Looking at intimate details in boatyards I often see “found landscapes” where the colours and marks resemble a seascape, landscape or river view. I set myself a challenge, to look for the bigger picture rather than at a detailed scene and to tie the results in with climate change as it’s such an important issue.
I wanted to create a series and so started by thinking of the colours of different climatic regions and finding abstract details to match. That was quite easy but the images weren’t very satisfying, were a bit contrived. I felt the texture of the surface was going to be key to give the images any depth and interest. Over a number of months I collected the images I was looking for.
The first image I found was “Rainforest”, a rich medley of greens on a piece of battered and beaten wood, the top of a prop used to support a boat whilst it’s out of the water. The woodgrain was perfect to evoke a feeling of the forest.
Next, repair work was being done on the hull of a large boat and I homed-in on a swipe of bright, pale blue paint across some smooth white filler. The feeling of slippery ice and cold seas was definitely there, so now I had the start of “Polar”.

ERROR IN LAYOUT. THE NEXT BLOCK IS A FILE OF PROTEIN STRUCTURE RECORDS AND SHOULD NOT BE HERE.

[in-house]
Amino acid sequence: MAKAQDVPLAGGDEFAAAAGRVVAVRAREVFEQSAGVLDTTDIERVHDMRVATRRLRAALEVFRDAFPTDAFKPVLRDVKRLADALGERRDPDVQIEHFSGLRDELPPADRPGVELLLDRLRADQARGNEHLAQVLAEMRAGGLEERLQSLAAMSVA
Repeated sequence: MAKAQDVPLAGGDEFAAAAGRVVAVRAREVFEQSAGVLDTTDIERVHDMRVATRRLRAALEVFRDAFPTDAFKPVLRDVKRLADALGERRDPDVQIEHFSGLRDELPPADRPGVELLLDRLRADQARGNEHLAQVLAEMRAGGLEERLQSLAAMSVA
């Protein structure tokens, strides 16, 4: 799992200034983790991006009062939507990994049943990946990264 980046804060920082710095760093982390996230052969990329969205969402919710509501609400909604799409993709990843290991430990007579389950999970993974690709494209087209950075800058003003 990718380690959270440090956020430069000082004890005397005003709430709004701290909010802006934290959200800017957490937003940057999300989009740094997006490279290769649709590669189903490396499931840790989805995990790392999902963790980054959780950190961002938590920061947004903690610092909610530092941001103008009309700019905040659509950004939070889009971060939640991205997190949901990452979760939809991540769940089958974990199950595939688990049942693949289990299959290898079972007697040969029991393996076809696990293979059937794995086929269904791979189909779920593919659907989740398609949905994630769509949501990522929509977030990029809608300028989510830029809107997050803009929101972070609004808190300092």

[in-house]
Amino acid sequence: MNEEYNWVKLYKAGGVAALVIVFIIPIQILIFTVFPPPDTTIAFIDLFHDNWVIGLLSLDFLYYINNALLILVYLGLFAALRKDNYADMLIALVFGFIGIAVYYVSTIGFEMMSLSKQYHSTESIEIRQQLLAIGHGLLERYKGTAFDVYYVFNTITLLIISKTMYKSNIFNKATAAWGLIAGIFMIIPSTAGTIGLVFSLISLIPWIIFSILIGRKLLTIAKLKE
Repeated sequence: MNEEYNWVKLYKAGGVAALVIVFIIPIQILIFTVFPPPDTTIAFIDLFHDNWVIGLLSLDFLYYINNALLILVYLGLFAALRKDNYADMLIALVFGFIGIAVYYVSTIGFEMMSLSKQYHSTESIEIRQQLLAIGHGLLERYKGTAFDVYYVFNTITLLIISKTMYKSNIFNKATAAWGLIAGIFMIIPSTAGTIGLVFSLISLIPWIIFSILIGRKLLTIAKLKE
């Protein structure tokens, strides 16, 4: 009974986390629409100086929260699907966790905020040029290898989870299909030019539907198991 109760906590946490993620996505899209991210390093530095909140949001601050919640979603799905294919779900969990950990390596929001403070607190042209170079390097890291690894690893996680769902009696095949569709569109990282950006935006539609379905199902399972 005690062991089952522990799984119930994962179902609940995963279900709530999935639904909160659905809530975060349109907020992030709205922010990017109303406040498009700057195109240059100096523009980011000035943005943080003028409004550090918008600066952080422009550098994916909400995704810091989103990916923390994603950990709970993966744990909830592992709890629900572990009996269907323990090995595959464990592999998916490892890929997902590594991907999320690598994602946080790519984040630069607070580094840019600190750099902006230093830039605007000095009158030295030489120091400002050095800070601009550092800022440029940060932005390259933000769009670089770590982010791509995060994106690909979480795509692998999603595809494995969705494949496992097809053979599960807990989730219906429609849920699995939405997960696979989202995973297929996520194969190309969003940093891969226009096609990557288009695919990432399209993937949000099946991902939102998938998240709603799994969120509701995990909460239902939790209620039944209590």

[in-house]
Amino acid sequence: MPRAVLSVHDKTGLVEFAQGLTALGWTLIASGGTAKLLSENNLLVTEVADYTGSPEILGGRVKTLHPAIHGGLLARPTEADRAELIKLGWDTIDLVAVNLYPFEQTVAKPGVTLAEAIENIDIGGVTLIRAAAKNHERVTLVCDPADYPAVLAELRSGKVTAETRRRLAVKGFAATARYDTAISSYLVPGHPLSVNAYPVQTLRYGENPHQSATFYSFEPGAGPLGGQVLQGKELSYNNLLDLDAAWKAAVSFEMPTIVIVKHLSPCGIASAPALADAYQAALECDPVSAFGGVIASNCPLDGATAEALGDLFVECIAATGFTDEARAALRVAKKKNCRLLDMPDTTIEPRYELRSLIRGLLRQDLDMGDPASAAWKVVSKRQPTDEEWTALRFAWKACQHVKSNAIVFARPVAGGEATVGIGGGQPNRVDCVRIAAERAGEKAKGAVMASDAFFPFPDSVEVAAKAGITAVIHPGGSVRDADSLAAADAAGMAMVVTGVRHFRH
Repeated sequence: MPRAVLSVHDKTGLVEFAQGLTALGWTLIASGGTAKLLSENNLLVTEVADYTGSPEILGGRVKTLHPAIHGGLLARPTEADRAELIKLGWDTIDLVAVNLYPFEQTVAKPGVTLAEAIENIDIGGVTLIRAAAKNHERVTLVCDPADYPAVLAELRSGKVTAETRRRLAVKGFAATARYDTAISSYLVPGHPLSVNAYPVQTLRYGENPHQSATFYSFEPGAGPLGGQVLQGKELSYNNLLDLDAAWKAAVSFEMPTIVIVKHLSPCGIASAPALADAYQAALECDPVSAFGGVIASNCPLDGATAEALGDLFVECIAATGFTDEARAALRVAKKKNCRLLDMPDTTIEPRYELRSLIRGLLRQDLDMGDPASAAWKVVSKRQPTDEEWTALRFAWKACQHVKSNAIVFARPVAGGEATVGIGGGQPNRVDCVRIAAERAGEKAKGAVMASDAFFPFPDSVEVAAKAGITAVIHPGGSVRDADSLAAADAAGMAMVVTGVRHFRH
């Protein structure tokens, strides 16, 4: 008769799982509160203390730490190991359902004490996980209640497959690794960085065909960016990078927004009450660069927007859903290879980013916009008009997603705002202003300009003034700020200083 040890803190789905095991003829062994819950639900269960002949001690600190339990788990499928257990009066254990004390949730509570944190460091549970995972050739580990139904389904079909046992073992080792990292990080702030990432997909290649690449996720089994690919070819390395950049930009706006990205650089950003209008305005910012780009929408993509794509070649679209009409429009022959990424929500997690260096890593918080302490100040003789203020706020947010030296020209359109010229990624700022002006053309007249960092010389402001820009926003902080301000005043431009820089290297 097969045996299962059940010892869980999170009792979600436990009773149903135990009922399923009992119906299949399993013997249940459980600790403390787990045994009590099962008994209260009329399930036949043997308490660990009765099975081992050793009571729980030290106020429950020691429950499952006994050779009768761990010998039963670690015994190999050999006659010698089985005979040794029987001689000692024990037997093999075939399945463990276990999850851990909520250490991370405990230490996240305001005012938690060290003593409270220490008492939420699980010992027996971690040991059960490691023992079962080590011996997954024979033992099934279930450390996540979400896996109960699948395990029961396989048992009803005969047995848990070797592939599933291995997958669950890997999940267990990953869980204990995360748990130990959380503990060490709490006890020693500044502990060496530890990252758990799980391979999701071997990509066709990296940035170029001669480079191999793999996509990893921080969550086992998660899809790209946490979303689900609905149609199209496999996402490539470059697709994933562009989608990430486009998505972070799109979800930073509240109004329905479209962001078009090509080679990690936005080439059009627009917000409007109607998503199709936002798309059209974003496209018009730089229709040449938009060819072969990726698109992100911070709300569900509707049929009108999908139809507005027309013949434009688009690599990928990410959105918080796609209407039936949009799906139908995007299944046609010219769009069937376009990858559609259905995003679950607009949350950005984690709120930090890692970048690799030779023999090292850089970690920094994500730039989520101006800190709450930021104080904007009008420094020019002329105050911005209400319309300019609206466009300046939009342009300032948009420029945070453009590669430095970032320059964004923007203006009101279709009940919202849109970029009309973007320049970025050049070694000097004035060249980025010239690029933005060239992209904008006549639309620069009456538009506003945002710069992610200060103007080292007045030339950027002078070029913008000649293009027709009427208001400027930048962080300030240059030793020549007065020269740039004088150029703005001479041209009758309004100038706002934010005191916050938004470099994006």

Lastly I spotted an old red and orange buoy where the surface was all worn and weathered like cracked, dry earth. It became my “Desert”.
So now I had my three images I decided to cut each into 100 pieces and reassemble them in a random pattern to portray the mosaic of habitats you find in the natural world. This made the images much more complex and far more interesting to me.
All that was needed now was something to suggest the impact that is happening in these environments due to climate change. I experimented with a number of different techniques. In the end the one I used involved selecting one square in each row, each in a different column, and inverting the colours. Introducing these complementary colours impacted the final image, increasing contrast and adding some tension.
So the final series is made up of three images, each representing a different climatic region through its colour palette and texture. The threat of climate change is shown through subtle colour inversions…the rainforests are suffering deforestation and forest fires (greens turn to red)…polar areas have rising temperatures, warming faster than anywhere else on the planet, (blues turn to orange)…deserts are experiencing heavier rainfall (oranges turn to blue).
The series is called “Boatyard Climates (Rainforest, Polar, Desert)”. It was one of my two works selected by the Royal West of England Academy (RWA) in December 2022 for the RWA Photo Open Exhibition to be held from January to May 2023. The other selected work is called “Ghost Gear”.
Each image in the series was exhibited as a Giclée print on Hahnemühle Fine Art Baryta paper and framed in black with a white passe-partout mat. They were laid out vertically as shown above. The individual images are included in the gallery below.